How can we move the needle?
For me, I think that if anyone is actually interested in accessible content they will find the technical specifications that already exist (i.e., WCAG 2.0, Section 508) and just get to work. So I am left with thinking that after all this time and our collective efforts we either don’t have the awareness, the motivation, the support, or the oversight. Taking this back to TRIO, it does beg the questions of whether or not grantees understand their obligation (awareness), whether or not they want to do this work (motivation), whether or not they have adequate guidance on standards (support), and whether or not anyone is monitoring the outcomes (oversight)?
To try and show that other measures of progress are out there, and ease my unrest that the TRIO result might belay a larger problem, Jared performed an analysis on a set of 100 top web sites that had been analyzed in 2011 using the Firefox extension for comparability. His summary was that we have seen little difference on these 100 sites. There were few changes in the number of average WAVE errors per page. However, he indicated that while we could consider it a failure that things haven’t changed much, we must also consider the significant increase in complexity and amount of content on home pages since 2011. I say he is a glass half-full kinda guy.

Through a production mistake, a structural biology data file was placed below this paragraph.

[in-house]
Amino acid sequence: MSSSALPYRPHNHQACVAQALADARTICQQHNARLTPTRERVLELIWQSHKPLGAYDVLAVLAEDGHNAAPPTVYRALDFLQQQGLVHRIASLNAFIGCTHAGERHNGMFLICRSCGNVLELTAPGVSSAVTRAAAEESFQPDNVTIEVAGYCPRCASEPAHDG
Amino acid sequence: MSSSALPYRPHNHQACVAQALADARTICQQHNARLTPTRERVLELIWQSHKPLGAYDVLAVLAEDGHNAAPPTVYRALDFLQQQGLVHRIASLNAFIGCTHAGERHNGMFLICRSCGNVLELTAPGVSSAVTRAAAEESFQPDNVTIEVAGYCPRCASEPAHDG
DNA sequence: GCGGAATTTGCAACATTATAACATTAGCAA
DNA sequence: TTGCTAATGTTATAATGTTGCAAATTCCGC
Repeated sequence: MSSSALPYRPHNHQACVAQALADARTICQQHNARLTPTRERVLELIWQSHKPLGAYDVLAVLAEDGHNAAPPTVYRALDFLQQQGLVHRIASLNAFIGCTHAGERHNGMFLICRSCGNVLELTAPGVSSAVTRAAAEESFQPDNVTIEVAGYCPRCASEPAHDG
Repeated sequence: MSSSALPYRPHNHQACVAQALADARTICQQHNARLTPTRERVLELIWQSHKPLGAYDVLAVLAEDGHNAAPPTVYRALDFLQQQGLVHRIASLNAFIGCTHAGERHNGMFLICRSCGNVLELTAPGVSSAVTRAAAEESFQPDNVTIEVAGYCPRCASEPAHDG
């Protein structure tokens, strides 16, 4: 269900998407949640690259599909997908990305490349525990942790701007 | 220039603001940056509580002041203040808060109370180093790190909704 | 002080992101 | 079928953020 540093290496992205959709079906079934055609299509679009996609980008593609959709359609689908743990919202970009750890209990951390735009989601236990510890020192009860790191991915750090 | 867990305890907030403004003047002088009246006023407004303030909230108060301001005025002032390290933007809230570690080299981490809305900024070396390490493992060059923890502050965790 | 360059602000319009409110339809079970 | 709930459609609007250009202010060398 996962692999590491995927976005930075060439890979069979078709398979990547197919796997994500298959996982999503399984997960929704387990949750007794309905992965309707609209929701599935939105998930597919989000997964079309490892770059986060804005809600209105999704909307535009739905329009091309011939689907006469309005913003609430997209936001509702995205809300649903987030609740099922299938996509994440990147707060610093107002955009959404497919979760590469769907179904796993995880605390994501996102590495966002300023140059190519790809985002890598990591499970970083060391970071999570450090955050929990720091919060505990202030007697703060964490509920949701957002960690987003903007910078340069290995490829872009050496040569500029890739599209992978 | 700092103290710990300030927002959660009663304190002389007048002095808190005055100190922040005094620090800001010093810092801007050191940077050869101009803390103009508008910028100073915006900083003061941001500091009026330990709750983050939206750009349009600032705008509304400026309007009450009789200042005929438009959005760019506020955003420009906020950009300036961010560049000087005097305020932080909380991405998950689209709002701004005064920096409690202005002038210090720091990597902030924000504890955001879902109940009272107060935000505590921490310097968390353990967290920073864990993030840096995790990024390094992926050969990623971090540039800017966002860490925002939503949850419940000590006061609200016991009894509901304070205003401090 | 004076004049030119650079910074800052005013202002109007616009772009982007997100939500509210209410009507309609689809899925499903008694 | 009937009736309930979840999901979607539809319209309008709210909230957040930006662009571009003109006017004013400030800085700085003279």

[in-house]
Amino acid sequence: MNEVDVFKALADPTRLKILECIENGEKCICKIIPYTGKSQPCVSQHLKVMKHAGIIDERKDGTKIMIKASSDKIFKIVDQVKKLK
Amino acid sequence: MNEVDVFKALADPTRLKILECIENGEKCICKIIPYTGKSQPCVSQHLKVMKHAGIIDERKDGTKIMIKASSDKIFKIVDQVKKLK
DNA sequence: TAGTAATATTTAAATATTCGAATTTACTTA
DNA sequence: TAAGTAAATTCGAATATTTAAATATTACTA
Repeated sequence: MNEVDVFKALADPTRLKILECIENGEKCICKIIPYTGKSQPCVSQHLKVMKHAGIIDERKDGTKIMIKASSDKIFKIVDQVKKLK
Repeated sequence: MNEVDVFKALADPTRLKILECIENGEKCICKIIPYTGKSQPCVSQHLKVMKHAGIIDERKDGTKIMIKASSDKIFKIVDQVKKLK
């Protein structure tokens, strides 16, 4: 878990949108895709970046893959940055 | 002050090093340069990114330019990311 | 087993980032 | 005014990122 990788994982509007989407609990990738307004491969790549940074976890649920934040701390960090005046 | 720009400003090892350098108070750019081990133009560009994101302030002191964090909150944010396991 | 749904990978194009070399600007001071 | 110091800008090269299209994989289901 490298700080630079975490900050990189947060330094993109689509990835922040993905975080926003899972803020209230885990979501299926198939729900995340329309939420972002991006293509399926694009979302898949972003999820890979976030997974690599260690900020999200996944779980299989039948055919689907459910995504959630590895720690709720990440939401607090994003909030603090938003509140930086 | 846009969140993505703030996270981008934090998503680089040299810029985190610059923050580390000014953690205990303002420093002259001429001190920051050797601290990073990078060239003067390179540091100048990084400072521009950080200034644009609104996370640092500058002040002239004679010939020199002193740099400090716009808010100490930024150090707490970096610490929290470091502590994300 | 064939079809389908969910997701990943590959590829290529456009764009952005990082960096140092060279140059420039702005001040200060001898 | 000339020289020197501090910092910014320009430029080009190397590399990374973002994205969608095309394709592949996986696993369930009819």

While litigation is greasing the wheels of change, many of us feel uncomfortable with the spate of legal trolling and thousands of “we are going to sue you” letters that have recently been generated by just a few firms. I am still left with questions. What is it that can done to move the needle on this topic? What needs to happen so that future programs designed to include a focus on those with disabilities don’t lock those very persons out?
What do you think comes next in the field? How should the field focus new effort and energy to invigorate a seemingly stagnant situation? Perhaps Jared and Jonathan’s thoughts on the need for explicit regulation are spot on? Perhaps something else is needed too? I truly want to hear your thoughts and ideas.